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Photography, Music, Film, Hitchhiking, Craft Beer – Cultural Pugilist

Tag: Public Radio

Halfway to Music – 2015 Best So Far

Halfway to Music – 2015 Best So Far

The Beard – EP 121 – Best So Far 2015 by Beard Radio on Mixcloud

Halfway to Music – 2015 Best So Far

With albums like To Pimp A Butterfly from Kendrick Lamar, Carrie & Lowell from Sufjan Stevens, Choose Your Weapon from Hiatus Kaiyote, The Epic from Kamasi Washington, From Kinshasa from Mbongwana Star, In Colour from Jamie xx, Asunder, Sweet and Other Distress from Godspeed You! Black Emperor, The Bad Plus Joshua Redman, Cortar Todo from Zu, Why Make Sense? from Hot Chip, it has been a great five months of epic hip hop, jazz, and rock music releases.

But there is so much more that is running under the mainstream of top 40 radio play. Which is why you should be thankful for Public Radio. Beard Radio on 89.7FM KUCB goes to the edge of the musical pantheon and stretches the seams of what is mostly unheard these days. Thankfully we are not alone. Many sing the praises of the following artists, but there are so many more ears yearning to hear, that there is more work needs be done. So press play on the Mixcloud podcast player above and listen:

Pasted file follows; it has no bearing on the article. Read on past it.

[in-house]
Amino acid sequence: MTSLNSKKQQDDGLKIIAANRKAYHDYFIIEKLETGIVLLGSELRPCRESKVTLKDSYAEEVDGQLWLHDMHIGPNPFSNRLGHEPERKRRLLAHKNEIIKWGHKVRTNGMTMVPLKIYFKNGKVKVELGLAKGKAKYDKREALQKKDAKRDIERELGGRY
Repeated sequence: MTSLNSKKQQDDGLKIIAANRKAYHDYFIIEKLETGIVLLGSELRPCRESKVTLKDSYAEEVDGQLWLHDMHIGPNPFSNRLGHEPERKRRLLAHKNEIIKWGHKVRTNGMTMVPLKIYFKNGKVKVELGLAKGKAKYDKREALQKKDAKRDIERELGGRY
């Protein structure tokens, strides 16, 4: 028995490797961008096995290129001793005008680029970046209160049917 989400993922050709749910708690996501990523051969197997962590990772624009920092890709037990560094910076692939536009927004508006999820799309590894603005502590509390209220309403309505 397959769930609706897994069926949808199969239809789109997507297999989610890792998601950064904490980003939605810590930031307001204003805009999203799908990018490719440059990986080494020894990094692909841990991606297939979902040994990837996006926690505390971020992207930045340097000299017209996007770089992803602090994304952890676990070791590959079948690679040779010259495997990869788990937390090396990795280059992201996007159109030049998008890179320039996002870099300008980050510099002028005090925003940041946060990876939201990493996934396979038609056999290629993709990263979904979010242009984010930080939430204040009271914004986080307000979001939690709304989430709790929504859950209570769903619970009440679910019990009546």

Bop EnglishConstant Bop – Dani’s Blues / Sentimental Wilderness
Courtney BarnettSometimes I Sit And Think, And Sometimes I Just Sit – An Illustration of Loneliness (Sleepless in New York) / Dead Fox
Sleater KinneyNo Cities To Love – No Cities To Love / No Anthems
Hop AlongPainted Shut – The Knock / Powerful Man
Speedy OrtizFoil Deer – Raising the Skate / My Dead Girl
WaxahatcheeIvy Tripp – Under A Rock / Poison
VietcongVietcong – Continental Shelf